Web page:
India is expected to report 20 million births, the highest in the region, during this period, the report said, followed by Pakistan, Bangladesh (2.4 million) and Afghanistan (one million).

This overpopulation is attributed to COVID pandemic which has compelled states to opt for lockdown as compulsory measures to limit the spread of the coronavirus. The lockdown provides an intimacy between male and female resulting in uncontrolled conception.  “UNICEF cautions that although evidence suggests that pregnant mothers are not more affected by Covid-19 than others, countries need to ensure they still have access to antenatal, delivery and post-natal services.


Pakistan is a country where diversified perceptions prevail to the level of belief. At the start of married life, the couple keeps adding into their families without realizing that mere childbirth is not a credit. Every soul that get entry into this world demands a lot of responsibilities, which parents never realize. Often, many people did not even bother to plan their families while in developing countries desire to have a male child was yet another cause of overpopulation. Besides, low-quality services and unavailability of stock of contraceptives led to poor family planning.

Experts say incorrect perceptions and unfounded worries regarding family planning might be significant barriers in controlling the growing population. And the intimacy that lockdown provides an opportunity to unwillingly increase in population.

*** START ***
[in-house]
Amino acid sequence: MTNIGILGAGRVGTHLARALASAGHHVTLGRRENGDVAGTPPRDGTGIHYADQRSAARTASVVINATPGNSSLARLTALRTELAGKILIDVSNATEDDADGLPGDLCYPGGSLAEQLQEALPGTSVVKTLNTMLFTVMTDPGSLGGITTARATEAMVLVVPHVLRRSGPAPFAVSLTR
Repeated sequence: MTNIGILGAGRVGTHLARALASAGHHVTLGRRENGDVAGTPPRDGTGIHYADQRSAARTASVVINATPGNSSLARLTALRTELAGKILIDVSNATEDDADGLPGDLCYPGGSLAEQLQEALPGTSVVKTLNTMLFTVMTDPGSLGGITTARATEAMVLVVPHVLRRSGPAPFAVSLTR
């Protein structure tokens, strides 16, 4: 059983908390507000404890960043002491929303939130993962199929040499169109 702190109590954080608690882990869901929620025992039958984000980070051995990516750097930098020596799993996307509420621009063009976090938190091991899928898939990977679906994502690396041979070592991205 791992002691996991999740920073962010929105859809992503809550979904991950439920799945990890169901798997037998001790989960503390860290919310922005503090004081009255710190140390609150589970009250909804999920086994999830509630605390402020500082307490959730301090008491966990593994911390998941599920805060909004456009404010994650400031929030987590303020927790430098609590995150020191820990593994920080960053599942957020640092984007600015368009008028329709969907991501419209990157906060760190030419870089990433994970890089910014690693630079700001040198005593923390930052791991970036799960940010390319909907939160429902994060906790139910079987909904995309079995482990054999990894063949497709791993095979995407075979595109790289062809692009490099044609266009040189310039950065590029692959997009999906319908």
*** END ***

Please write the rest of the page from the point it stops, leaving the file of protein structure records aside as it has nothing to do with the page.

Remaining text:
Overpopulation is an undesirable condition where the number of the existing human population exceeds the carrying capacity of Earth. Overpopulation is caused by several factors. Reduced mortality rate, better medical facilities, depletion of precious resources are few of the causes which result in overpopulation. A sparsely populated area can become densely populated if it is not able to sustain life. The effects of overpopulation are quite severe. The first of these is the depletion of resources. The Earth can only produce a limited amount of water and food, which is falling short of the current needs.

As the population of this world is growing at a rapid pace, raising awareness among people regarding family planning and letting them know about serious after-effects of overpopulation can help curb population growth.

Overpopulation can mean more resources are needed by a population, but also more waste is produced, and there are more pollution and environmental degradation as a flow-on result. As a few examples, an increasing population might mean more water is required for food, agriculture and energy production in the future, more waste such as plastic is generated, and there is more water pollution, air pollution, soil/land pollution and general waste and environmental pollution

One of the best ways is to let them know about various safe sex techniques and contraceptives methods available to avoid any unwanted pregnancy. The country like Pakistan must launch mass-counselling programs to educate masses to think over effective family planning.

Author : Prof. Dr Abdullah G Arijo Chairman Department of Parasitology Sindh Agriculture University Tandojam